'This Week' Transcript: Panetta

TAPPER: I know you can't discuss certain classified operations or even acknowledge them, but even since you've been here today, we've heard about another drone strike in Pakistan and there's been much criticism of the predator drone program, of the CIA. The United Nations official Phil Alston earlier this month said quote, "In a situation in which there is no disclosure of who has been killed for what reason and whether innocent civilians have died, the legal principle of international accountability is by definition comprehensibly violated." Will you give us your personal assurance that everything the CIA is doing in Pakistan is compliant with U.S. and international law?

PANETTA: There is no question that we are abiding by international law and the law of war. Look, the United States of America on 9/11 was attacked by Al Qaida. They killed 3,000 innocent men and women in this country. We have a duty, we have a responsibility, to defend this country so that Al Qaida never conducts that kind of attack again. Does that make some of the Al Qaida and their supporters uncomfortable? Does it make them angry? Yes, it probably does. But that means that we're doing our job. We have a responsibility to defend this country and that's what we're doing. And anyone who suggests that somehow we're employing other tactics here that somehow violate international law are dead wrong. What we're doing is defending this country. That's what our operations are all about.

TAPPER: I'd like to move on to Iran, just because that consumes a lot of your time as director of the CIA. Do you think these latest sanctions will dissuade the Iranians from trying to enrich uranium?

PANETTA: I think the sanctions will have some impact. You know, the fact that we had Russia and China agree to that, that there is at least strong international opinion that Iran is on the wrong track, that's important. Those sanctions will have some impact. The sanctions that were passed by the Congress this last week will have some additional impact. It could help weaken the regime. It could create some serious economic problems. Will it deter them from their ambitions with regards to nuclear capability? Probably not.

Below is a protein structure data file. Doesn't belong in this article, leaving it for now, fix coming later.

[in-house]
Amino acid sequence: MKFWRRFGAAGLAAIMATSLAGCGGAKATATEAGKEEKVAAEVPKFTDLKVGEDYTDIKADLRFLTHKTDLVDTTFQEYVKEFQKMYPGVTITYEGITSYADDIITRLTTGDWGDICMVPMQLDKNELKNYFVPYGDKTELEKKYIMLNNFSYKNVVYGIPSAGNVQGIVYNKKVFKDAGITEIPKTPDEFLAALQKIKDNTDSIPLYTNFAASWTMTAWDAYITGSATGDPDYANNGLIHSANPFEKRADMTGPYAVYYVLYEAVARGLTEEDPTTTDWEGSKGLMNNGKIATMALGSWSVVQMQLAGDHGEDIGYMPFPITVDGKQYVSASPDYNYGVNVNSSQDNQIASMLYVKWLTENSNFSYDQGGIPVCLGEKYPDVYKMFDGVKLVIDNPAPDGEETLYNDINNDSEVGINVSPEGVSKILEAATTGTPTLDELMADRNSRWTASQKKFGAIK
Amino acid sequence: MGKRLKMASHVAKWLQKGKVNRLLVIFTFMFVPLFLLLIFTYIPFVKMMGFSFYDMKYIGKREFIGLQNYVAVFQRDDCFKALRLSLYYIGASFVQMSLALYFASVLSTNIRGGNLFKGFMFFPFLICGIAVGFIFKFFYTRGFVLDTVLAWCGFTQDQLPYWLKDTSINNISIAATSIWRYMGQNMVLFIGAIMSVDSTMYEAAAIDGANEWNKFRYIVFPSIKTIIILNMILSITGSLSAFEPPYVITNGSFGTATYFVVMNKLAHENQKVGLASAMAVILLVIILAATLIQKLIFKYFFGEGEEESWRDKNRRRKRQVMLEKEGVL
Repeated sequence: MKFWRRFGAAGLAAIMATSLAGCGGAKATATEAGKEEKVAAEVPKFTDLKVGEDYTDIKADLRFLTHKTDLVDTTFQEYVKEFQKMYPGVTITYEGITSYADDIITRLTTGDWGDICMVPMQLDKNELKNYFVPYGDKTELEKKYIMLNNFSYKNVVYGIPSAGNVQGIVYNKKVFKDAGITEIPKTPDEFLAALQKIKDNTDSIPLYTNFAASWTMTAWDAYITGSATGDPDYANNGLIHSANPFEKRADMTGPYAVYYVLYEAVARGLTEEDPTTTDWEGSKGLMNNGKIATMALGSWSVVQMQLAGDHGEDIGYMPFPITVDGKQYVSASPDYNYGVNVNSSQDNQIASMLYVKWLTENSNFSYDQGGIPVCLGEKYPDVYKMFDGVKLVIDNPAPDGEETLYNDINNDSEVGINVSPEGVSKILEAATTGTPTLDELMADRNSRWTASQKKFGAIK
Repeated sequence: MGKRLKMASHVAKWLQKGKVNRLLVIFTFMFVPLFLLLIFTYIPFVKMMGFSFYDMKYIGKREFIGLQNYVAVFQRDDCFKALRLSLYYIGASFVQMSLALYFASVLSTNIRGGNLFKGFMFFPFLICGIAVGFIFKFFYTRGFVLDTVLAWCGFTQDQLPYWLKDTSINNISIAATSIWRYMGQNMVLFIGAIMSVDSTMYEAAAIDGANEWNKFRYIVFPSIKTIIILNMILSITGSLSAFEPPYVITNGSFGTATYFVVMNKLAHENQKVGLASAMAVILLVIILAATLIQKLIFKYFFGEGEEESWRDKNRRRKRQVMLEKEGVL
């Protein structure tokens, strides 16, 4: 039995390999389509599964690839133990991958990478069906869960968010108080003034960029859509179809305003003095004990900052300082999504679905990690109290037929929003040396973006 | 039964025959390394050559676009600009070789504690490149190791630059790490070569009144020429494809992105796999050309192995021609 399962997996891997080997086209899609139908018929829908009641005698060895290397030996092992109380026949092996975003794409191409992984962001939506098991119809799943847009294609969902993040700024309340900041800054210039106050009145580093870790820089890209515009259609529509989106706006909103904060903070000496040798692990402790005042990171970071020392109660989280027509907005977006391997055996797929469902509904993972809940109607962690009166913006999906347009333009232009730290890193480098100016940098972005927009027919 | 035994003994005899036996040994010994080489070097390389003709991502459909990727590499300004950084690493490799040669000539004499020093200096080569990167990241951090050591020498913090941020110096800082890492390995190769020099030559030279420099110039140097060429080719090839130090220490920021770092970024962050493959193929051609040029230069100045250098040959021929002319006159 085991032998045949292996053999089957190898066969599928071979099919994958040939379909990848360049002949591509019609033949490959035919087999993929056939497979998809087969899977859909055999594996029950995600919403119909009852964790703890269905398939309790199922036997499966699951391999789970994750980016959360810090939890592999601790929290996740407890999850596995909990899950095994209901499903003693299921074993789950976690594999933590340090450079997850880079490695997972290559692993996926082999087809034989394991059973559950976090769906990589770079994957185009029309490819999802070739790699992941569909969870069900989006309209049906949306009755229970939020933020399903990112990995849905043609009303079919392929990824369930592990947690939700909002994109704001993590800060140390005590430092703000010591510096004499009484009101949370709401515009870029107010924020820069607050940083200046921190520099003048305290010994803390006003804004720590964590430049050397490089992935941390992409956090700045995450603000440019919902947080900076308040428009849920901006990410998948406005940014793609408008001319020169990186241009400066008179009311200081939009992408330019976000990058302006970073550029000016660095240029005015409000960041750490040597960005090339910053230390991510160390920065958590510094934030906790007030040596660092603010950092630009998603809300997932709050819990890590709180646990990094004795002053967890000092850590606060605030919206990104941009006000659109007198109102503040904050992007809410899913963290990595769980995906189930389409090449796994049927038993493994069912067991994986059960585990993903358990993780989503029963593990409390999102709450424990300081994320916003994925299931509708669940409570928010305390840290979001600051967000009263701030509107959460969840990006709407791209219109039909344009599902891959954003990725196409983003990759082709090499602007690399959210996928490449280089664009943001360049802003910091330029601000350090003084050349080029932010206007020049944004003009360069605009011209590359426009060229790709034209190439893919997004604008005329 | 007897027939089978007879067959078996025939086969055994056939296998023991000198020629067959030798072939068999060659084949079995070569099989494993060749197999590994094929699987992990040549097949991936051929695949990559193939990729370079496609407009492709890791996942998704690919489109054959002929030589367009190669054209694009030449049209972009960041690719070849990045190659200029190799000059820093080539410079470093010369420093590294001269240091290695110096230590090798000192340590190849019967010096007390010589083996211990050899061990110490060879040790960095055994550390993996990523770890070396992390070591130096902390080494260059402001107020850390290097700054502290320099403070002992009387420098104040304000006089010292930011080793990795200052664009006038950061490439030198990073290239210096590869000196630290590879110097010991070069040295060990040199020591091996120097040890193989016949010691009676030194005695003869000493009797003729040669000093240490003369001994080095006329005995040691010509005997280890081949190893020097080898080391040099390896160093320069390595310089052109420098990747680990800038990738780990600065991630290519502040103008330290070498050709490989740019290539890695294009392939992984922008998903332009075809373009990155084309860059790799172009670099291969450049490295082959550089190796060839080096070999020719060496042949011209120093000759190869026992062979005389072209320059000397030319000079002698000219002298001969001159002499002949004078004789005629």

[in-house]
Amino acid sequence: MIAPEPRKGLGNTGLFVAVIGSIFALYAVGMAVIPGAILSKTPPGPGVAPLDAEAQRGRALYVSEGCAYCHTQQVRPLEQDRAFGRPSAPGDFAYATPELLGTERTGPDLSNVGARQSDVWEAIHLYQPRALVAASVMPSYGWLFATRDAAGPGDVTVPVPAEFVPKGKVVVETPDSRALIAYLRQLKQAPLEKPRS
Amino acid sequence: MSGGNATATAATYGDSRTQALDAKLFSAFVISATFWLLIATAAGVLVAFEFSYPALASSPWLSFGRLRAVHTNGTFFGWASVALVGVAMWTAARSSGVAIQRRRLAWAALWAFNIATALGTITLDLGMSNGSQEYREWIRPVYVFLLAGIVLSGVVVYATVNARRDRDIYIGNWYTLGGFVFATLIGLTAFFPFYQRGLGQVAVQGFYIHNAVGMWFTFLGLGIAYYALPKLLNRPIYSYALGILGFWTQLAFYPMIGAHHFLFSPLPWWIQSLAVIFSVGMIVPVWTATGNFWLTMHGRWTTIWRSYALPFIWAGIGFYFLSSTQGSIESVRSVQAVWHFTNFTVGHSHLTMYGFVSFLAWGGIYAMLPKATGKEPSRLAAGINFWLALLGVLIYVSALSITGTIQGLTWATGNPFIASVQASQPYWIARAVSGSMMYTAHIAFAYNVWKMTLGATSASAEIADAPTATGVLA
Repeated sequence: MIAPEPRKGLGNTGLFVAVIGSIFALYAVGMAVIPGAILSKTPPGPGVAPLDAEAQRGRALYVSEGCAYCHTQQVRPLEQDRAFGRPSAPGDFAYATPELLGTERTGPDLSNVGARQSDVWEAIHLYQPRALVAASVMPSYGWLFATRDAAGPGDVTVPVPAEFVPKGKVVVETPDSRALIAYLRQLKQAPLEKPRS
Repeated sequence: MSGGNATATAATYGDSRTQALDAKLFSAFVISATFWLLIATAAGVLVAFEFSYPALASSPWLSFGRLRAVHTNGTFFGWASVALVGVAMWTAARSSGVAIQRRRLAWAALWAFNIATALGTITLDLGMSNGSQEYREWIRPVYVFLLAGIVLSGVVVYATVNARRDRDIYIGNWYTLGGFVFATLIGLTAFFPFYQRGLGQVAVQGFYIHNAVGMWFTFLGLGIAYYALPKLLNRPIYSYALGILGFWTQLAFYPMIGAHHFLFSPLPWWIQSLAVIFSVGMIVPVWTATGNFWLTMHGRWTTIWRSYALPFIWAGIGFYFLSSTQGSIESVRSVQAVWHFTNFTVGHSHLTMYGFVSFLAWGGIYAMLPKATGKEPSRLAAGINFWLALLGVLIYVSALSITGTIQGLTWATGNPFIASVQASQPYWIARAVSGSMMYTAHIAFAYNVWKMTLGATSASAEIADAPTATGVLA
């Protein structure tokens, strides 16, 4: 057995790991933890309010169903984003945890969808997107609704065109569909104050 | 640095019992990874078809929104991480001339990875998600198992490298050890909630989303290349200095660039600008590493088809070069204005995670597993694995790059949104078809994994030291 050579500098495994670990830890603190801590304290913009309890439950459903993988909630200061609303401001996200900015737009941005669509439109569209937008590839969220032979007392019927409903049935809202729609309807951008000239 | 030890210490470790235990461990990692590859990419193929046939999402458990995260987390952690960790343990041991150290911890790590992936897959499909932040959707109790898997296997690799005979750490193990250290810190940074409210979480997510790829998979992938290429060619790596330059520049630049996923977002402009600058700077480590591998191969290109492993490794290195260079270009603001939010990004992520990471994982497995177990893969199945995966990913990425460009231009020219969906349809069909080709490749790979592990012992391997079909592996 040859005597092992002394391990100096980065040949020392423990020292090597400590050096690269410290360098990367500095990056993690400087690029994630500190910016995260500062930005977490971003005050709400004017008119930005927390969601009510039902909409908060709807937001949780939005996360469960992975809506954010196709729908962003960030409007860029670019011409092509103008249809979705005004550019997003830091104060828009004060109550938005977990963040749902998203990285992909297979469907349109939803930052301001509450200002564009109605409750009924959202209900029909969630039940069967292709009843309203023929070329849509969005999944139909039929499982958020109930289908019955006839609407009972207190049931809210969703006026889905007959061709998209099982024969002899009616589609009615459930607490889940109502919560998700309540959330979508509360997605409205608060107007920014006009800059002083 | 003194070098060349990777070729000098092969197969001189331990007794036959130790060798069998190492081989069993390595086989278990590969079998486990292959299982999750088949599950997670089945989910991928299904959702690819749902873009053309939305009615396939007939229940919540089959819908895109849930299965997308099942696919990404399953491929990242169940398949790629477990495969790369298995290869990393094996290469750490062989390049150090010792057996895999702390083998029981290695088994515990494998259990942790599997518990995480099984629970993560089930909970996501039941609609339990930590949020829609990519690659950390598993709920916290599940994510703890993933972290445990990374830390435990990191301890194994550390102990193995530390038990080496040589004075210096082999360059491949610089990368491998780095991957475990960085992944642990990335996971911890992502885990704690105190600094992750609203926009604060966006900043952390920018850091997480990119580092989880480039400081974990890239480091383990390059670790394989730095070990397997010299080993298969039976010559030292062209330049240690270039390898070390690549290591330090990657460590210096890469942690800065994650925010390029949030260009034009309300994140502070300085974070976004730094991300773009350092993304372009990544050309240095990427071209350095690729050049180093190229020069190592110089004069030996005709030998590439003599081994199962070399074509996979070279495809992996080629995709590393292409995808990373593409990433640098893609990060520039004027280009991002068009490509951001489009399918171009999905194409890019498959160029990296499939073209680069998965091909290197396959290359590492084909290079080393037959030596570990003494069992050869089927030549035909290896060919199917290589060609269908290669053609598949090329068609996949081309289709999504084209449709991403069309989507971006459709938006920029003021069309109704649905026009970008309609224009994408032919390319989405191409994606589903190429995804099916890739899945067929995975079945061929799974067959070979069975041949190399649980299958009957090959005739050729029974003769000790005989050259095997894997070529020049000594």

TAPPER: The 2007 national intelligence estimate said all of Iran's work on nuclear weapons ended in 2003. You don't still believe that, do you?

PANETTA: I think they continue to develop their know-how. They continue to develop their nuclear capability.

TAPPER: Including weaponization?

PANETTA: I think they continue to work on designs in that area. There is a continuing debate right now as to whether or nor they ought to proceed with the bomb. But they clearly are developing their nuclear capability, and that raises concerns. It raises concerns about, you know, just exactly what are their intentions, and where they intend to go. I mean, we think they have enough low-enriched uranium right now for two weapons. They do have to enrich it, fully, in order to get there. And we would estimate that if they made that decision, it would probably take a year to get there, probably another year to develop the kind of weapon delivery system in order to make that viable.

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